India’s capital city hired its first woman bus driver while the country is still trying to figure out how ladies can board public transportation safely.
Vankadarath Saritha is the first in her position at Delhi Transport Corporation, but according to the BBC, some other Indian states already have women as bus drivers. Officials hope 30-year-old Saritha’s new job will inspire more women to join her at the company and numerous riders came to get a good look at this woman behind the wheel on her first day.
Formerly a private chauffeur, Saritha began driving to make ends meet.
“We are five sisters. I first learnt to drive an auto rickshaw and then drove a van for a college, before driving a bus.”
Now, she says, she intends to help her family with her salary and buy gold ear-rings for herself.
Ball out, Saritha.
A DTC official, on the other hand, makes it clear that Delhi’s bus company needs a new, non-violent face to fix the perception of their company both at home and abroad as a space where gang rapes can happens.
“Having a woman driver will help improve the image of our service,” DTC official RS Minhas said. “We had received seven to eight applications and we hired Saritha. Now we will advertise again and hire more women drivers.”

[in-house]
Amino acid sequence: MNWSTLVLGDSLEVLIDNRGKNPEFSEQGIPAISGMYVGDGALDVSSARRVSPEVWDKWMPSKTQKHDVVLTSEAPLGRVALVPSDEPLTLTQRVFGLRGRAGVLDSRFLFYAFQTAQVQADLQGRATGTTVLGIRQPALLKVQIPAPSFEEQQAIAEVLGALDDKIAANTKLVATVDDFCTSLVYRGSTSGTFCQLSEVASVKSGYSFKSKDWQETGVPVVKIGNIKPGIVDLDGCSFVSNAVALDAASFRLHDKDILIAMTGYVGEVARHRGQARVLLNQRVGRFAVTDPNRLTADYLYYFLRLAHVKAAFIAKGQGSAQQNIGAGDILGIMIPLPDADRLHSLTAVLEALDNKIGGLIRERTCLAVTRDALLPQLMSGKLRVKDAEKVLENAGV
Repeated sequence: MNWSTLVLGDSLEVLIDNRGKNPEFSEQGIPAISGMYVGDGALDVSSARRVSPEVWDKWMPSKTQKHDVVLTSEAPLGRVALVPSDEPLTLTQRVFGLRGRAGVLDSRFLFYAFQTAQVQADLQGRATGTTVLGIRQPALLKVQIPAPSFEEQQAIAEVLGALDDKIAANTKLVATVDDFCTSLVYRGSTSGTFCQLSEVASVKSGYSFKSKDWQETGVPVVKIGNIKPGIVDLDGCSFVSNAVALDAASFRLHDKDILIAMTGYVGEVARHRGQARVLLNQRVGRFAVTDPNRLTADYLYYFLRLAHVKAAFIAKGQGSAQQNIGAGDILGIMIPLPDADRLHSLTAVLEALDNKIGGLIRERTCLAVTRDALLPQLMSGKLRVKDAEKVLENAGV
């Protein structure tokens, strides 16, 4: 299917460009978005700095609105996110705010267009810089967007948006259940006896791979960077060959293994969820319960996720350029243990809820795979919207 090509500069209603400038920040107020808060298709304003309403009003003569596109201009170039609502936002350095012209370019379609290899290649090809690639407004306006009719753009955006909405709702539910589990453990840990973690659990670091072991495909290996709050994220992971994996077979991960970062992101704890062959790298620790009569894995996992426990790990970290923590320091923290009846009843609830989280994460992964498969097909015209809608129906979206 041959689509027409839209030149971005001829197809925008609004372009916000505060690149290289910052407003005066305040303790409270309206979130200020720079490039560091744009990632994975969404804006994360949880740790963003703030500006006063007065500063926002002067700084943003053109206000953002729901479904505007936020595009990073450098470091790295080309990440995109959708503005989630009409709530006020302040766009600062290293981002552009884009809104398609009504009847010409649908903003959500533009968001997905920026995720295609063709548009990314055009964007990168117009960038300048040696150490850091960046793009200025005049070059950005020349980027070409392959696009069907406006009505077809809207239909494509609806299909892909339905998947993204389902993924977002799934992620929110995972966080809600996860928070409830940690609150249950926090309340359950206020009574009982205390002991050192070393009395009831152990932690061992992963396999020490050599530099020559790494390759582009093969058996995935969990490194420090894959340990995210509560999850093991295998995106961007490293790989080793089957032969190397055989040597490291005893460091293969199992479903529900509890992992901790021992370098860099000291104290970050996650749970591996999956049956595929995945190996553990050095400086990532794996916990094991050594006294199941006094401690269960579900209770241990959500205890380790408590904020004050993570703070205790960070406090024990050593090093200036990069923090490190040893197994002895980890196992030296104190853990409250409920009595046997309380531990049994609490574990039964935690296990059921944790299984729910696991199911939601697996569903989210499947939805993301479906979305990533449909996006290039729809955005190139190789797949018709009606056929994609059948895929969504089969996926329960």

This brand reinvention follows the horrifying 2012 gang-rape and subsequent death of 23-year-old Jyoti Singh on a Delhi bus. Elsewhere an Uber driver is accused of raping a passenger last December and has plead not guilty and eight suspects were recently arrested for robbing and gang-raping a nun.
India’s Girls, the documentary chronicling Singh’s story was banned in India earlier this year and leaders pushed for their ban to reach internationally. Instead, countries like England, Denmark, Sweden, Switzerland, Norway, Canada, and most recently America either moved up their premiere or added the film to their release schedule.
Saritha has made a great stride but it certainly seems like DTC is really trying to rescue their image as danger on wheels, which isn’t necessarily fair to her career.
Image via BBC News.